Two distinct groups of rats were bred by selective mating:
one group that were very good at finding mazes ( maze-bright) and another group
that were maze-dull. Even if babies of these two groups were cross-fostered after
birth ( maze-bright babies were reared by maze-dull parents and maze-dull babies
by maze-bright parents) , the maze-bright offspring still made fewer mistakes in
the mazes than the maze-dull offspring: strong evidence that genetic factors were
at work in their learning abilities.


Fundamental Principle
Within debate about relative influence
of nature and nurture
– Role of genetics is often to produce
tendency toward future course of
– Role of environment affects when and
whether a certain behavioral characteristic
will actually be displayed


Genetics and I.Q.


Physical factors:
Interpersonal factors
Basic aspects of life,
Family, cultural
nutrition, sensory
perceptual stimulation exposure to language
and knowledge.
Impact in positive and Impact in positive and
negative ways
negative ways


Children’s cognitive and language
development is enhanced by 1. Stimulating and encouraging home
2. Children’s emotional, personality and
social development is enhanced byAccepting and responsive to children’s
needs parents but who keep reasonable
and consistent discipline , which will give
rise to a higher self-esteem, greater
social competence. ( in contrast to
permissive or overly controlling)


Educational video: Thinking
twice about twins
• https://www.youtube.com/watch?v=mMUryFgD25Y&ab_channel=TEDxTalks
• Questions:
• 1. How many twins worldwide did he mention? Are more twins born since
2018 in USA? Is there enough research done about their development? Why
did he call twins clones?
• 2. How different are twins from non-twins in terms of sense of identity? (
compare individual and collective identity) How effective are twins in this
differentiation? Give examples.
• 3. How strong is their motivation to compare themselves ? Give examples
• 4. Do twins cooperate or compete more? Why?
• 3.


Even if all human beings were clones of each
other with exactly the same genes, we could
still develop different attributes and abilities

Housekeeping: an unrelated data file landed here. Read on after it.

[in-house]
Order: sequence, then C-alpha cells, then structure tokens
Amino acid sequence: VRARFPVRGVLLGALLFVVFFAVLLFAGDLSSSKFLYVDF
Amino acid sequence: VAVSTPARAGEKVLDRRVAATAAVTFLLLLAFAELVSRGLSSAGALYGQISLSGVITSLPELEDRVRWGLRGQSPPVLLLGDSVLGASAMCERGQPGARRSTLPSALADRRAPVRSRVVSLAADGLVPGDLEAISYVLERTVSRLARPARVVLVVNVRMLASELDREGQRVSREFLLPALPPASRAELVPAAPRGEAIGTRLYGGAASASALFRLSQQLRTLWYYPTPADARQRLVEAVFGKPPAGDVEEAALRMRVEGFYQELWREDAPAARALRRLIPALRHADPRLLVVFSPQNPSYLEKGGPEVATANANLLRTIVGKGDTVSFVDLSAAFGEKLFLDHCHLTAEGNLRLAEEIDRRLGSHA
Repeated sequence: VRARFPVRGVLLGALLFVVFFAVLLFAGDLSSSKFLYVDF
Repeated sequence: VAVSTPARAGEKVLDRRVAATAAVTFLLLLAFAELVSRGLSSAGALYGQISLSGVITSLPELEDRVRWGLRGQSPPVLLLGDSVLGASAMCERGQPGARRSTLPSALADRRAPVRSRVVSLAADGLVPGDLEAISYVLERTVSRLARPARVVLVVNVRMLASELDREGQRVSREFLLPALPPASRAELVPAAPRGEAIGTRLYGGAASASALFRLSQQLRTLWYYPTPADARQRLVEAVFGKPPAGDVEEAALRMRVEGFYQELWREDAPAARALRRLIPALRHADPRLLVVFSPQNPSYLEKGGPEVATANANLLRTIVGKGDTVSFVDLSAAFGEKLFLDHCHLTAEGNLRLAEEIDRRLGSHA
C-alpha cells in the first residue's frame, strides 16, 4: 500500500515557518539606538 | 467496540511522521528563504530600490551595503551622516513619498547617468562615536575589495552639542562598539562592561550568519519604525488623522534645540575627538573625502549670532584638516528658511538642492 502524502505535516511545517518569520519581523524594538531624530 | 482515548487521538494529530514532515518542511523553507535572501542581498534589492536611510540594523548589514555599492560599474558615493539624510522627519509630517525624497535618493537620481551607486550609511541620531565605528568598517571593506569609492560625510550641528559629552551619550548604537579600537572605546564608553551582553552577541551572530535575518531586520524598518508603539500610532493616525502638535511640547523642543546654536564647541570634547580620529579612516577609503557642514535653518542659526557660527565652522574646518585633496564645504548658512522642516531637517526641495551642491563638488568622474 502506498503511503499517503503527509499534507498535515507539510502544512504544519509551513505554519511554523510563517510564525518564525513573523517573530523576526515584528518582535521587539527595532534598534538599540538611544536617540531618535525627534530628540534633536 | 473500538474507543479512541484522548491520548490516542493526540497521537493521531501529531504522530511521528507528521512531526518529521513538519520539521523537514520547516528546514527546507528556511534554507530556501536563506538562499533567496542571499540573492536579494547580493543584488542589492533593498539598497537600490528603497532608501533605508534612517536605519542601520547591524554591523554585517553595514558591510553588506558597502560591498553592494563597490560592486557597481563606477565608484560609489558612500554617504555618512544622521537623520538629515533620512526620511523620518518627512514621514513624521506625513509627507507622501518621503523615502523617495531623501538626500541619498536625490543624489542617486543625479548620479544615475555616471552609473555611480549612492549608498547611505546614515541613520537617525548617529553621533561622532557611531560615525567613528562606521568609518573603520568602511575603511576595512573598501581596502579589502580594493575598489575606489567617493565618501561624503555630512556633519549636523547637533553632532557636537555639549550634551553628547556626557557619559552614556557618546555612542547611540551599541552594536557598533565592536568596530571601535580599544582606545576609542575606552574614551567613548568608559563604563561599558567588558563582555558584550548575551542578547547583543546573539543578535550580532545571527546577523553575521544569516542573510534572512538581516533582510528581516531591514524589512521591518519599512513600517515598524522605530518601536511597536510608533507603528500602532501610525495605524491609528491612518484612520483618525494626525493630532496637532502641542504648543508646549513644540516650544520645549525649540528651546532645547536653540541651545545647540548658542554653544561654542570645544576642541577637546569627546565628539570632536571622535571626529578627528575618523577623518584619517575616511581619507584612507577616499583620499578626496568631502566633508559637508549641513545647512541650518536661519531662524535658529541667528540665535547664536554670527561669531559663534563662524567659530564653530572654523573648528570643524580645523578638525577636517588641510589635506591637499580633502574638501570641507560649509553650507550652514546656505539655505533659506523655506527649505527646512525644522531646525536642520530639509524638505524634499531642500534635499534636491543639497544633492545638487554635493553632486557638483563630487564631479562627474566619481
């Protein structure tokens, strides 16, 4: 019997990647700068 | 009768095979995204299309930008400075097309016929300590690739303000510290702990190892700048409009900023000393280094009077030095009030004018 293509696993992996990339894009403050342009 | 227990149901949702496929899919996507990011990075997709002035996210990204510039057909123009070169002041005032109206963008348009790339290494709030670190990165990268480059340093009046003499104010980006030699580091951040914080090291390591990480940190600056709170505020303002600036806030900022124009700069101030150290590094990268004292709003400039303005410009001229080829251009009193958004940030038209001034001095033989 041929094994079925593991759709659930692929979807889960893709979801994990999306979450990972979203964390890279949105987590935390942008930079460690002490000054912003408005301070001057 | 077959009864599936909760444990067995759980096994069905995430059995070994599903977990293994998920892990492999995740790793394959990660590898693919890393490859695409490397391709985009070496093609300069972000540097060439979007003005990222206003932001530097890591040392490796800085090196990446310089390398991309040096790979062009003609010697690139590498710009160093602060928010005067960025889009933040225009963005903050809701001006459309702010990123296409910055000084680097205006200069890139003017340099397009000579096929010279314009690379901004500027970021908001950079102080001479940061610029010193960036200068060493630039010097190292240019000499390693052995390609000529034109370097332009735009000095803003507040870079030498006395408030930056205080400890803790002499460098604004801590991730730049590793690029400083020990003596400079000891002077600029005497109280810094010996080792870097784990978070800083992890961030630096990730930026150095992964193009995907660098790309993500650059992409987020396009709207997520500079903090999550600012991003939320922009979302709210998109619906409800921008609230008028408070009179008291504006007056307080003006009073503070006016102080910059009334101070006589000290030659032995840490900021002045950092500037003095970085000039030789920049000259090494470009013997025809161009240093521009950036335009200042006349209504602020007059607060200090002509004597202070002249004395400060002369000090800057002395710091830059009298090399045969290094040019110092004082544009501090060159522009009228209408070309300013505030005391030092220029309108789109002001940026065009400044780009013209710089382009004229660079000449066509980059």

due to the unique environmental experiences
that each of us would invariably have.
Human characteristics and behavior are a joint
outcome of genetic and environmental factors.
Genetic influences have been identified in
physical characteristics, intelligence,
personality traits and behaviors, and
psychological disorders.
There is some speculation that entire cultures
may be predisposed genetically toward certain
types of philosophical viewpoints and attitudes.


Seminar 2 case studies
Role-play a story about dominant and recessive genes. You may
support the story with any pictures . ( about 10 min). Show how they
interact and which results we can get . – one team- TEMPERAMENT
School experience: small conference where school teachers share
their experience of working with children with genetic disabilities (
ADHD, autism, visual/hearing impairment). Why is inclusion important for
these children? ( 10 min) – one team – INTELLIGENCE
Research exploration: what does behavioral genetics say about twin
studies? Report about latest research findings. ( 10 min)- one teamMOTIVATION
4. Design a presentation for adolescent students that dramatically
emphasises the dangers of common teratogens(agents that can cause
malformation in the embryo are called teratogens. ) ; include the
information illustrating the effects of consumption of alcohol and drugs
during pregnancy. (10 min)-one team- EMOTION
Read ‘Developmental and Educational Psychology for Teachers‘,
Ch. 2, (pp23-48)


Reflection task on
lecture 2
• Consider your mother, father, siblings, and extended
family. What strong genotypical characteristics are
shared? What diverse characteristics are represented
in your family group? Consider whether these diverse
characteristics are more or less likely to be the result
of genes, environment, or a combination.
• Write between 150-200 words.
• Developmental and Educational Psychology for Teachers .
Ch. 2,(pp23-48)